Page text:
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Can I say something like

Er kommt bei mir vorbei und um.

to mean "he comes by my house and dies", thus expressing the verbs vorbeikommen and umkommen by using kommen only once?

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    Interesting question. I'd be also interested in its usage. Perahps could you address that as well in your question? If not, I could open a new question, but I'd feel like stealing your idea.
    – c.p.
    Commented Mar 23, 2014 at 11:07
  • @c.p. I think the usage is (at least partly) answered by the comments below. But please feel free to open a new question if you wish. :)
    – boaten
    Commented Mar 23, 2014 at 18:52

2 Answers 2

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Yes. It's actually a rhetorical device named Zeugma. A few examples:

Er trat die Tür ein und den Rückweg an.

Ich heiße nicht nur Heinz Erhardt, sondern Sie auch herzlich willkommen.

Ich fror vor mich hin, denn nicht nur meine Mutter, auch der Ofen war ausgegangen.

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    One might add that this is done for comical effect.
    – Carsten S
    Commented Mar 23, 2014 at 10:57
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    It certainly amuses me. And it is hardly a coincidence that the name Heinz Erhardt occurs in your examples.
    – Carsten S
    Commented Mar 23, 2014 at 11:12
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    I think that issue is important. If it's done for amusement, for sake of economic writing or because it must be written so.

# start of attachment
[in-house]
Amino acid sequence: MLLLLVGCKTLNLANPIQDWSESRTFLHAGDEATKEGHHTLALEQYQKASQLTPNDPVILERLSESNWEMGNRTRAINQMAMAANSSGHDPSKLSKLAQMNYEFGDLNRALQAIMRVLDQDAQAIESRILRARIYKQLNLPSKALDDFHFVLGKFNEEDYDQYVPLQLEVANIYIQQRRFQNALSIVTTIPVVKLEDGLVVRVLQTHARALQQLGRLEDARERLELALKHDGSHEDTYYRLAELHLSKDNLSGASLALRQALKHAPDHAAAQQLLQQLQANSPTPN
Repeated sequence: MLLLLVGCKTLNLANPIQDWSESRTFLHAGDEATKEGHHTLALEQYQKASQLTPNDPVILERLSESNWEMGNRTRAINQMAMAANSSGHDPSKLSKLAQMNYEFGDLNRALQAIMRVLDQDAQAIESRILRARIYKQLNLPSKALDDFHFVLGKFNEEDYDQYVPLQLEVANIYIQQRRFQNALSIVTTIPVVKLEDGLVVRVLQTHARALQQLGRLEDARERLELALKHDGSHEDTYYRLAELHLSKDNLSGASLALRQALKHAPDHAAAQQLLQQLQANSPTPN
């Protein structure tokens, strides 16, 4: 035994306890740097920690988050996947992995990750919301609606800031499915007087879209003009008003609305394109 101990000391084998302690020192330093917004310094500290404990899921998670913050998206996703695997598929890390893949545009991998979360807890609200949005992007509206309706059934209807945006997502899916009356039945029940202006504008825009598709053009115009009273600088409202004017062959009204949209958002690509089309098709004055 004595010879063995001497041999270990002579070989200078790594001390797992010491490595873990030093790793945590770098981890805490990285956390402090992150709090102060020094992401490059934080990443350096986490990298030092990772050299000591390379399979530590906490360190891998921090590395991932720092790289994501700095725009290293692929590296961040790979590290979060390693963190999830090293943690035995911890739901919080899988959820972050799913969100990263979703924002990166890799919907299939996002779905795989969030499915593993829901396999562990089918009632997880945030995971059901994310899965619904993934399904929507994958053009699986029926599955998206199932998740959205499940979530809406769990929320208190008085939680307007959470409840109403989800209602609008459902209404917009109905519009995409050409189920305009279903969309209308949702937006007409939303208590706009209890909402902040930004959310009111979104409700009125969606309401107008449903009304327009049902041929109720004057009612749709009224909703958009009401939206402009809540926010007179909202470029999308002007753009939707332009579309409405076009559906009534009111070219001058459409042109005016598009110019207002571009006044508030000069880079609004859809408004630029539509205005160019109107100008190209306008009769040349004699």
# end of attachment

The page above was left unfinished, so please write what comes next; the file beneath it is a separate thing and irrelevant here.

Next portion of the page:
– c.p.
    Commented Mar 23, 2014 at 11:26
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    In German language a zeugma is either used to create a comical effect or in error. I can't think of a situation where a zeugma is used in a stylistically correct serious German sentence. Commented Mar 23, 2014 at 12:08
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    Yes, it means "both my mother and the oven had gone out". The last example relies on the double meaning of "heißen" = being named and "Willkommen heißen" = to welcome.
    – Ingmar
    Commented Mar 23, 2014 at 19:36
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To add to the other answer... it doesn't always have to be playing with the language.

Ich fahre hin und zurück.

Ver- und Entsorgungswerke Berlin Brandenburg

It is done a lot. The wit comes in whenever the meaning of the basic verb is switched by one prefix.

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  • Clearly the effect is more humorous the more the affixes change the meaning of the root. "Hin"/"zurück" are almost completely transparent, which is why combining them is unremarkable. "ankommen" and "umkommen" are almost arbitrarily different in meaning, so combining both in one phrase exhibits the sharp alteration in viewpoint that is the definition of humour. Commented Aug 2, 2018 at 6:39

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